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A Heartbreaking Imagining

  • Jun 12, 2010

A Heartbreaking Work celebrates generation x postmodernism, in that it re-imagines the way we read a story. Style has become an investment for many authors, and Eggers expertly adds his own flavor of artisan to this novel. It was inspired after his mother and father died within a month of each other from cancer and he was left to bring along his brother Christopher (Toph) while experiencing the misadventures of his twenties. It will show you a new way to explore literary works, and it will do so with the sincerity of a true story and the wonderful humor that exaggerates it into something much more profound. A must read! Dave Eggers is the founder of the not for profit reading lab 826 Valencia, which organizes local youth of San Francisco over the joy of reading and writing. Each year they publish a volume entitled The Best Nonrequired Reading. It is a compilation of stories and essays the kids of the reading lab have found and hand chosen because of their originality. Other chapters of 826 Valenica have popped up in New Orleans, Brooklyn, and Ann Arbor. Eggers runs the labs off of the money his publishing company, McSweeny's, earns. They put out a monthly magazine known as The Believer, edited by Eggers' wife Vendela Vida. This past year, 2009, the couple scribed their first screenplay, which was directed by Sam Mendes. It is called Away We Go. 


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More A Heartbreaking Work of Stagge... reviews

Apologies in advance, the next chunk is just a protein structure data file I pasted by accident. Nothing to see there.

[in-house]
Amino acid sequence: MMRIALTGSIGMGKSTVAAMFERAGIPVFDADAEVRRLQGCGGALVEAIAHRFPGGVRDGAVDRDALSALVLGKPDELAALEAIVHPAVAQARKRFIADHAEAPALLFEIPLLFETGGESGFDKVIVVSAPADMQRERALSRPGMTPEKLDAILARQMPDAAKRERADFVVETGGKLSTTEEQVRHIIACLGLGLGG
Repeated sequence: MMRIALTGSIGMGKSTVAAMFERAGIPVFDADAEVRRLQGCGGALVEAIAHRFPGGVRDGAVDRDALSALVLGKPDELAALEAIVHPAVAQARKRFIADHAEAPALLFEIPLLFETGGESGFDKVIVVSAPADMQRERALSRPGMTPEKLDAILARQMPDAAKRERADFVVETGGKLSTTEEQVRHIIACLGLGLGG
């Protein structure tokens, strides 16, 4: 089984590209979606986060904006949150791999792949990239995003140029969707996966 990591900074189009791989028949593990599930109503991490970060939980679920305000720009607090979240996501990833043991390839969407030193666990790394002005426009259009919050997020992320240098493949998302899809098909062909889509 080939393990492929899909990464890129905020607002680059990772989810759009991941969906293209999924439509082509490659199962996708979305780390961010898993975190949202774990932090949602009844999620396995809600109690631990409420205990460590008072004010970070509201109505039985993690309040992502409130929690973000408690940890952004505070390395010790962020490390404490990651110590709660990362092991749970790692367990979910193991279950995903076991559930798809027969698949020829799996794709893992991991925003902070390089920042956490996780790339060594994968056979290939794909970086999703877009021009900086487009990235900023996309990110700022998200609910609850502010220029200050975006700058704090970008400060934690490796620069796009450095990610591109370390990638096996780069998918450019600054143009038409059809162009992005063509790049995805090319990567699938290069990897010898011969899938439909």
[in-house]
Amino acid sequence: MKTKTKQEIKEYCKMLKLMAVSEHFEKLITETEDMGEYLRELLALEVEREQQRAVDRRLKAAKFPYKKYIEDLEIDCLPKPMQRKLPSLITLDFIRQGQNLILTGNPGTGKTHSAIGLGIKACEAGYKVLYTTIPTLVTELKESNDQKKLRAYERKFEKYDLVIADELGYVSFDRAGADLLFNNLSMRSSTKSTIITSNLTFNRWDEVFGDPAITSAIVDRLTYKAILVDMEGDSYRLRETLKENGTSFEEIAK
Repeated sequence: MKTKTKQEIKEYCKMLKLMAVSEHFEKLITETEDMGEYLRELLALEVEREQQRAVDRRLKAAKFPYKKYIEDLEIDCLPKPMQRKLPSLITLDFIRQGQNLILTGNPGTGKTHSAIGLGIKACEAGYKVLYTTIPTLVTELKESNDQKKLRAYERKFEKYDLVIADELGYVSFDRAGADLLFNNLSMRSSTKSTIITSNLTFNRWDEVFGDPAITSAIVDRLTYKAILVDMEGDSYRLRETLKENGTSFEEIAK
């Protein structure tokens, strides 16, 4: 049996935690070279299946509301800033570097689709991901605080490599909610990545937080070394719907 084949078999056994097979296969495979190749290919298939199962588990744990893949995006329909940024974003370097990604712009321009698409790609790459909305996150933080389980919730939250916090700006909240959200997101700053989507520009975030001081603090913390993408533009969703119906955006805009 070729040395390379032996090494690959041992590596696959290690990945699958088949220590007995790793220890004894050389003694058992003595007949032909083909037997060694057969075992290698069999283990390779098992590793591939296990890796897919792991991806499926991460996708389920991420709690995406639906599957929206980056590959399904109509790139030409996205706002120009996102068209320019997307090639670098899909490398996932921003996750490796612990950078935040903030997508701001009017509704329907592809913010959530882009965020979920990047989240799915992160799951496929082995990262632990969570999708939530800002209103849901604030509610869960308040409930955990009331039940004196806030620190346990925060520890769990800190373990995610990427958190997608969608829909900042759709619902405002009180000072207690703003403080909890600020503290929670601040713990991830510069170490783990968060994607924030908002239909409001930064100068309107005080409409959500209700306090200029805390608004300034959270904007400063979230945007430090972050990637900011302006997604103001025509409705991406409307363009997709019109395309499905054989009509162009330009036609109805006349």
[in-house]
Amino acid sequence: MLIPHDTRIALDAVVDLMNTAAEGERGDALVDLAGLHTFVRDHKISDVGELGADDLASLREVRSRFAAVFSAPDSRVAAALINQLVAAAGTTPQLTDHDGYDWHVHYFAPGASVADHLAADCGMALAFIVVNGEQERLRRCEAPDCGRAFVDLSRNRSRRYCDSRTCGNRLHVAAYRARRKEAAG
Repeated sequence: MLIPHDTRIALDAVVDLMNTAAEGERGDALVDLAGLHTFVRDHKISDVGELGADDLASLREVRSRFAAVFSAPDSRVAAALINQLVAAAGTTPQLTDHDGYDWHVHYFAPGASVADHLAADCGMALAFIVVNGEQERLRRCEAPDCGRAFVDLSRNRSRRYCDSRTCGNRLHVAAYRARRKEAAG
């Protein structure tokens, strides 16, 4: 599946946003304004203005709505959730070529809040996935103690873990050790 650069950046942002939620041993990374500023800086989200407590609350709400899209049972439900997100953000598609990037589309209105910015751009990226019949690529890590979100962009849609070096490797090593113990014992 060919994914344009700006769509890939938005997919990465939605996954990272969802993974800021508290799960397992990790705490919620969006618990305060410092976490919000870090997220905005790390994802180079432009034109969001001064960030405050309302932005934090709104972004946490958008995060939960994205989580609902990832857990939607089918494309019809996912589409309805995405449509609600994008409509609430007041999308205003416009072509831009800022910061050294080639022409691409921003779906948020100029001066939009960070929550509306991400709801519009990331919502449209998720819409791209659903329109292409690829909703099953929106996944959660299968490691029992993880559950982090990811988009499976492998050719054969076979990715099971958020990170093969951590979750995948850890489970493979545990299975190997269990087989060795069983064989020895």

review by . July 05, 2010
   I rarely have such violent reactions to books, but this book was a painful read.  After finishing this book, I felt as though I had been sitting in the same place, drooling on myself, while stuffing myself with high fructose corn syrup, for a month straight—without the benefits of sugar intake or the relaxation of repose.    I realize that there are many layers of irony to the book, and it’s not without consideration that I write such a horrible review.  …
review by . June 17, 2010
The first thing you should know: there is a drawing of a stapler in the prologue of this book. For no reason. A non sequitor beyond all non sequitors. And yet it is the apotheosis of why this book is so amazing.      Eggers' memoir, published in 2000, is a genre unto itself - sprawling, self-conscious, postmodern prose that pulls no punches. The genesis for the project was Eggers' parents dying within 32 days of one another, both of cancer, and his being granted full …
Quick Tip by . July 17, 2010
This is a glimpse into the life of an unsatisfied 20-something trying to get his feet on the ground. The humor is dry and unsual but still relatable.
Quick Tip by . June 22, 2010
As someone who was orphaned at sixteen, I can tell you this book describes the loss of a parent exactly how it is.
Quick Tip by . June 16, 2010
The most delightful thing about this book is the way it is written. At every page, the author surprises you by saying things you would have never thought of.
Quick Tip by . June 16, 2010
my favorite piece of modern literature! oh, inspiration!
Quick Tip by . June 15, 2010
I loved the first half of this.
review by . December 19, 2008
Dave Eggers has a very unique writing style and it seems you either love or hate it. In this, his first offering, he relates the trials and triumphs of his life with his younger brother, whom he took custody of when his parents died within weeks of each other. Eggers is really a child himself and makes a million mistakes. He also sounds a bit full of himself, at times, and bemoans his situation quite a bit. I can totally understand why some people simply get sick of him after a couple of chapters.    …
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About this book


Dave Eggers' loud, crashing, attention-receiving 2000 debut.
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Author: Dave Eggers
Genre: Memoir / Novel
Publisher: Simon & Schuster
Date Published: 2000
ISBN: 0-330-48455-9
Format: Print
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